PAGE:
Think twice before you purchase coverage you may very well already have.


Plan To Get There!

October 13, 2009

Planning is the only way to make sense of the five things you can do with money. If you don’t plan, you will likely spend more, save less, invest less, and do nothing to reduce your taxes.

Don’t sell yourself short by planning your retirement based on some arbitrary percentage of your income. “Needs planning” is a good start for someone who has given no thought to retirement savings. It’s one way to convince people that they should save something, but it’s not good for people who want to do better than just get by. Don’t settle for mediocrity in your investment planning; try to excel. It’s fine to set a floor for what you will need, but then aim higher-and plan to get there! Become a “wants” planner, instead of a “needs” planner. Only when you determine what you want from life can you determine the role that money will play in helping you achieve your dreams.


What is “The Fed”? (Part 3)

October 8, 2009

The most effective tool the Fed has, and the one it uses most often, is the buying and selling of government securities in its open market operations. Government securities include treasury bonds, notes, and bills. The Fed buys securities when it wants to increase the flow of money and credit, and sells securities when it wants to reduce the flow.

Sometimes, in order to understand why you need something, it helps to find out what it was like before that “something” was created. Before the Federal Reserve was created in 1913, there were over 30,000 different currencies floating around in the United States. Currency could be issued by almost anyone — even drug stores issued their own notes. There were many problems that stemmed from this, including the fact that some currencies were worth more than others.

There were even times when banks didn’t have enough money to honor withdrawals by customers. Imagine going to the bank to withdraw money from your savings account and being told you couldn’t because they didn’t have your money!

Before the Fed was created, banks were collapsing and the economy swung wildly from one extreme to the next. The faith Americans had in the banking system was not very strong. This is why the Fed was created.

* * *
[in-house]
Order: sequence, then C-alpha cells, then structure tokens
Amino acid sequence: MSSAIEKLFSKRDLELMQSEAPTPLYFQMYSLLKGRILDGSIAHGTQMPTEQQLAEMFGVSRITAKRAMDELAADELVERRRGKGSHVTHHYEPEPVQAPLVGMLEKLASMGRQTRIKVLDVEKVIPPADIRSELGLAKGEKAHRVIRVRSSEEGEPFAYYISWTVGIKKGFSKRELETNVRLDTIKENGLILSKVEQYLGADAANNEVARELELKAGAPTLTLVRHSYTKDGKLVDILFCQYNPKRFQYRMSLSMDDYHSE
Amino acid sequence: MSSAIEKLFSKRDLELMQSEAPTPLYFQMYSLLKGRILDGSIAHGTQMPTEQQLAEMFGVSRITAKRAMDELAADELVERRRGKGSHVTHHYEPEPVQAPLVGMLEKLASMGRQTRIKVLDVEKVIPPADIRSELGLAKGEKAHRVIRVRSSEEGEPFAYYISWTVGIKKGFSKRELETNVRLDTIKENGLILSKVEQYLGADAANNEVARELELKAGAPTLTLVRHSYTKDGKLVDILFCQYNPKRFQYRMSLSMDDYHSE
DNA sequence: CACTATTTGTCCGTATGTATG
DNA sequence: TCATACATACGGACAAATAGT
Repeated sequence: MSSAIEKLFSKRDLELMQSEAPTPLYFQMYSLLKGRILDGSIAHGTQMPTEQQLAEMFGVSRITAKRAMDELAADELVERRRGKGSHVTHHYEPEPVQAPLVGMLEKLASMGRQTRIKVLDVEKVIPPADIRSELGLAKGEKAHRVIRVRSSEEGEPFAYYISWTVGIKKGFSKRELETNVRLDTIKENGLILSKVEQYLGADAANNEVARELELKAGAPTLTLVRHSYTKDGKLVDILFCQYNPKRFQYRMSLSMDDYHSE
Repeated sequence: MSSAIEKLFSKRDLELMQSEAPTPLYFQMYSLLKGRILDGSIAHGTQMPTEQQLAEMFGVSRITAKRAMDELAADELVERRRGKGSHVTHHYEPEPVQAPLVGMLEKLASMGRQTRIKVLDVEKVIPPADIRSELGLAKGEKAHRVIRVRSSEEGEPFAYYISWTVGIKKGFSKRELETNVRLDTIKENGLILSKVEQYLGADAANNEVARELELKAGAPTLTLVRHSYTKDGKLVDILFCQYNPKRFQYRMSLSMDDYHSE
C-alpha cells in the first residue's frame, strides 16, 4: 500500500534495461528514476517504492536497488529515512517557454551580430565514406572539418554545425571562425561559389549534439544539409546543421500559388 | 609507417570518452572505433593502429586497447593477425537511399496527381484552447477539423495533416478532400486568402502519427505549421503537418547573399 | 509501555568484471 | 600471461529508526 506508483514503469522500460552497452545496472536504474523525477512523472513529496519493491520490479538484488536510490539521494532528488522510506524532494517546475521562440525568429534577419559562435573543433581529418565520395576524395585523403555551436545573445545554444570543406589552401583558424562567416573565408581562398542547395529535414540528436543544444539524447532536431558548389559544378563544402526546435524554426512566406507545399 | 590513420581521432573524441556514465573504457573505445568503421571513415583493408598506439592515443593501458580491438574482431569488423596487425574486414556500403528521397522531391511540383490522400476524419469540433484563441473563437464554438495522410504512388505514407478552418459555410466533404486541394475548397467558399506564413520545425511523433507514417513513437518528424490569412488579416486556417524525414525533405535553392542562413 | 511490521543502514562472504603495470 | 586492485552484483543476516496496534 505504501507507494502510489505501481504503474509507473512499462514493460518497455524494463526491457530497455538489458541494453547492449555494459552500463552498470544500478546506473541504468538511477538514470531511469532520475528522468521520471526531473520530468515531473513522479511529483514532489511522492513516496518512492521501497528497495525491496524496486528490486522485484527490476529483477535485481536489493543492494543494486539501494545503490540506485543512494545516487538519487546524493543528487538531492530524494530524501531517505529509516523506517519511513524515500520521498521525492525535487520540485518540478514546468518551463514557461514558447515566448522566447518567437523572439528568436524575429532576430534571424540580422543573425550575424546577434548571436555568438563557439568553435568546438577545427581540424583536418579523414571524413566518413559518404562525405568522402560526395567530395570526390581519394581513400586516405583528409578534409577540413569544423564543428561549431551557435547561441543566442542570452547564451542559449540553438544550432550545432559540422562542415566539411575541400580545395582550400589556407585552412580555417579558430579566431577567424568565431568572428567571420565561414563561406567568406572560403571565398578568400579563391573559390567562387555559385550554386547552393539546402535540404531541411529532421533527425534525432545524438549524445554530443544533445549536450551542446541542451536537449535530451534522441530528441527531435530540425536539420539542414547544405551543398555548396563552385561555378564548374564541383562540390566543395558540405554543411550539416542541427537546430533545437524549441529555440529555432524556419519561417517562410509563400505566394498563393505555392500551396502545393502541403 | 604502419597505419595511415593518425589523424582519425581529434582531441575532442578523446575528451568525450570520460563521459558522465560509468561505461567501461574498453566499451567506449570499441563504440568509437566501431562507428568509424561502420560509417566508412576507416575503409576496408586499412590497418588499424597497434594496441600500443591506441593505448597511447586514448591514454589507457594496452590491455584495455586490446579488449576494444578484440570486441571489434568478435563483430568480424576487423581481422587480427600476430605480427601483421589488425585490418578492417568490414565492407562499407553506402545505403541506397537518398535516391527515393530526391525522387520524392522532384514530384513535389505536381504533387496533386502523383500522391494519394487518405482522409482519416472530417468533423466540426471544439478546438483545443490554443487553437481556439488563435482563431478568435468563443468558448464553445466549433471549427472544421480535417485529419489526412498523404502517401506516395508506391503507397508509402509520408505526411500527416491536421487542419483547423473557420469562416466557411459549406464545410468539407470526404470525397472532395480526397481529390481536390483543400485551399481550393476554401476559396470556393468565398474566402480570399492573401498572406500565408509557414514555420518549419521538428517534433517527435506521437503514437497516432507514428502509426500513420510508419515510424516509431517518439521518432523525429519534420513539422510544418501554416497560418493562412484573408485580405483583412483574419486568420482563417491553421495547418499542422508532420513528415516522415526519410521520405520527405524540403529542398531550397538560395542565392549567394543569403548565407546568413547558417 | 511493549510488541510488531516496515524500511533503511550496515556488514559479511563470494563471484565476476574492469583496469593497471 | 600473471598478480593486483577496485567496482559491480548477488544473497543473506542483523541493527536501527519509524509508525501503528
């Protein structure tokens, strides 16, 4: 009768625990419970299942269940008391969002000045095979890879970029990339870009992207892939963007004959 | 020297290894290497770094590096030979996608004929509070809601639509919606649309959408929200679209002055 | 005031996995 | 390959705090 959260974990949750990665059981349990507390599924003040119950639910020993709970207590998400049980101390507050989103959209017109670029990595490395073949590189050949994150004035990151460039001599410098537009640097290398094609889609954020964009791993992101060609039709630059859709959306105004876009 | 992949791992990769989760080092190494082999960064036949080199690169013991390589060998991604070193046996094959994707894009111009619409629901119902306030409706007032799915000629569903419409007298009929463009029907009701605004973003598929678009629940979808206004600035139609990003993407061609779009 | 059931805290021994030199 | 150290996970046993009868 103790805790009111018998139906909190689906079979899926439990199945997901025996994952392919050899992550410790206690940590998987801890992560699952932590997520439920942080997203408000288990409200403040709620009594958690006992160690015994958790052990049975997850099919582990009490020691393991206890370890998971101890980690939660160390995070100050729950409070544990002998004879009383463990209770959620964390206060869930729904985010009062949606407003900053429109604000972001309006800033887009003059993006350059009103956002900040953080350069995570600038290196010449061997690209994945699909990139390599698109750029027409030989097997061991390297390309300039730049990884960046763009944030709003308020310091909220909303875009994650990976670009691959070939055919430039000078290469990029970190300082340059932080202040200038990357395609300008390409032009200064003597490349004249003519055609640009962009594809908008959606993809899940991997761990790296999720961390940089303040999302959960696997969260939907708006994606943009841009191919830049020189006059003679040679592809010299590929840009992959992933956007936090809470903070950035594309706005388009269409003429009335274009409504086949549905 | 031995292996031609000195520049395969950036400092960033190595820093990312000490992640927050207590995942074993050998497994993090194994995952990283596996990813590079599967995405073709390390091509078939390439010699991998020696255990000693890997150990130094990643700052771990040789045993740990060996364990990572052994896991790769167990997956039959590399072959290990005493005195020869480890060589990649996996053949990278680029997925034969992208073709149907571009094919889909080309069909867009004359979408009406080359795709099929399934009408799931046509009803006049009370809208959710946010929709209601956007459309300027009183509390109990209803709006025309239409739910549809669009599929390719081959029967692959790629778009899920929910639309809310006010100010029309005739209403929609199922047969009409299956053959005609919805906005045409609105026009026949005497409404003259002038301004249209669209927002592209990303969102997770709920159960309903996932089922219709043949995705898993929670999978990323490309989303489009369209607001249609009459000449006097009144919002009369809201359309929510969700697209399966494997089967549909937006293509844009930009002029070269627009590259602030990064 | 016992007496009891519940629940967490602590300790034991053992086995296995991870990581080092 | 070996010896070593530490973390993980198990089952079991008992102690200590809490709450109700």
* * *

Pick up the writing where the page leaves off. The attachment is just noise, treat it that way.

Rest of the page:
The Fed’s original job was to organize, standardize and stabilize the monetary system in the United States. It had to set up a method that could create “liquidity” in the money supply – in other words, make sure banks could honor withdrawals for customers.

Source: HowStuffWorks, Lee Ann Obringer


What is “The Fed”? (Part 2)

October 6, 2009

The Fed uses three tools:

  • The reserve requirement
  • The discount rate
  • Open market operations
  • The reserve requirement is the balance that banks must maintain, which is typically a percentage of their total Interest-bearing and non-Interest-bearing checking account deposits (currently 3% to 10%), to ensure that the bank will always be able to give you your money when you ask for it. Changing this requirement has a very large affect on the economy and Is rarely used. The last time the rate was changed was in the early 1980’s.

    In the event that a bank’s money supply drops below the required reserve amount, that bank can borrow either from another bank or from a Reserve Bank. If it borrows from another bank’s excess reserves, then the loan takes place in a private financial market called the federal funds market. The federal funds market interest rate, called the funds rate, adjusts according to the supply of and demand for reserves.

    If a bank chooses to borrow emergency reserve funds from a Reserve Bank, then it pays an interest rate called the discount rate. This was lowered by one-half percent in late August in reaction to the “credit crunch”.

    The “discount rate” is the interest rate that a regional Reserve Bank charges banks and financial institutions when they borrow funds on a short-term basis.

    The discount rate often plays a larger role in the overall monetary policy than would be expected because it is a visible announcement of change in the Fed’s monetary policy. This is the most talked about rate and can affect your mortgage and credit card rates.

    The Fed more often alters the supply of reserves available by buying and selling securities. All of this buying and selling is referred to as open market operations.

    Source: HowStuffWorks, Lee Ann Obringer